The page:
In summary, this book makes a lot of unsupported claims and contains no new material that expands our knowledge of the James Gang. This book does not present any data that supports or proves any Klan activity by any of the James Gang in North Carolina or elsewhere.
UPDATE: April 5, 2018
FRAUDSTERS GO DEEP… After 21 years of monitoring Jesse James fraudsters, con artists, conspiracy fanatics, & alt-historians, one thing has been very clear. They never stop digging the holes they are in.
Now, Ralph P. Ganis has resurfaced again, this time with a new conspiracy theory about JFK.
No need to buy or read this book. Citing the author’s record of producing alt-history that has no basis in fact, our book reviewer for Stray Leaves won’t even review it.
We’re still waiting for an autobiography by Mr. Ganis. We look forward to his explanation of how he paid off the million dollar judgement against him that resulted from his shadow Blackwater-related activities.
With its developing record of concocting bogus Jesse James history for the sake of TV ratings, the television distributor formerly known as The History Channel now attacks the history of the President John F. Kennedy and the Kennedy family.
Now the History program has turned to fabricating bogus political history. Blatantly written by a right wing operative, the program goes so far as to present events that never happened as occurrences of legitimate history. The program clearly has its sights set on including among its audience those political, and perhaps religious, interests chronically bent on disseminating misinformation.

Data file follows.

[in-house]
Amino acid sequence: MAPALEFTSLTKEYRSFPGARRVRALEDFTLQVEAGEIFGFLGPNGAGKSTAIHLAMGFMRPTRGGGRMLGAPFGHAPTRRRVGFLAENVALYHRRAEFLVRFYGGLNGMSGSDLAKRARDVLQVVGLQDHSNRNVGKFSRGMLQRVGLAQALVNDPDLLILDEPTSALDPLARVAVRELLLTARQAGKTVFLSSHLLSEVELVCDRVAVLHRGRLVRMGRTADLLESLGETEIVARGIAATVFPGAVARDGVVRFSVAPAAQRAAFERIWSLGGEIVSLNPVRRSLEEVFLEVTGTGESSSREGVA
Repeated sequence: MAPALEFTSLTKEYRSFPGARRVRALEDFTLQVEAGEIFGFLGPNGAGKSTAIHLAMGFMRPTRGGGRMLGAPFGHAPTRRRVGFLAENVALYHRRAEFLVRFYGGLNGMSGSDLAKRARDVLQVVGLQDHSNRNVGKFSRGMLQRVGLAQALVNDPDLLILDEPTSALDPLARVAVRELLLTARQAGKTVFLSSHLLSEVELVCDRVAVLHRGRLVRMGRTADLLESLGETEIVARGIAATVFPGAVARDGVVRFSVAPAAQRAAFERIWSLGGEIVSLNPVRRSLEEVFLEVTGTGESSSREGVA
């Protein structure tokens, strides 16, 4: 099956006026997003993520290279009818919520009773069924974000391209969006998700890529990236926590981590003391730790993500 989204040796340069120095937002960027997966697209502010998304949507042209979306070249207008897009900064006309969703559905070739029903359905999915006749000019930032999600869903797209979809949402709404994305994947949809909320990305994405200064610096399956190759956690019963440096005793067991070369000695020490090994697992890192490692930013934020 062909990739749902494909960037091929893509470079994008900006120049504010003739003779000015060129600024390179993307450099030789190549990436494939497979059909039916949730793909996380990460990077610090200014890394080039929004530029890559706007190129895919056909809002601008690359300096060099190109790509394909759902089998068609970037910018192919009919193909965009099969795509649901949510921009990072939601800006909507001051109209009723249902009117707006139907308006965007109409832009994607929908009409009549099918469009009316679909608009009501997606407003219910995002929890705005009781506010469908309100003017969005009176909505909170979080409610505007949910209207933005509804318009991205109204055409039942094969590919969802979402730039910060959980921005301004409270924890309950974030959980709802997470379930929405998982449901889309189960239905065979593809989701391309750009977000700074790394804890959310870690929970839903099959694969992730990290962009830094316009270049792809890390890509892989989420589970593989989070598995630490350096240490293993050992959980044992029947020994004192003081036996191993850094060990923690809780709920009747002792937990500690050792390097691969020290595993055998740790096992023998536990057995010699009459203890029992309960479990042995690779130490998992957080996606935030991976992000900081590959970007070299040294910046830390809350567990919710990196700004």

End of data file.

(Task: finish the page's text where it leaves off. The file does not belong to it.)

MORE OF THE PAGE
The relentless assault upon factual and true history by the History program ranks no less as an assault upon the nation itself. Everyone knows the mistakes of the past are bound to be repeated by those who ignore history and its lessons. Our nation’s history provides ample evidence of politicians who ignored the lessons of history to the nation’s detriment. In order to sustain itself as a nation, America requires of itself a knowledge that is truthful and factual.
Manufacturing ignorance, as the History program does repeatedly, is an act far more egregious, that only can amount to being outright criminality. Every human being or nation relies upon a knowledge of the past that is factual and not bogus. An absence or distortion of such knowledge impedes the ability or a person or nation to develop and grow, and thrive on a sound footing. Providers of inaccurate or false history deprive an individual or nation of the sustenance they are entitled to. If either should fail, let history itself note the role TV’s History program contributed to their downfall.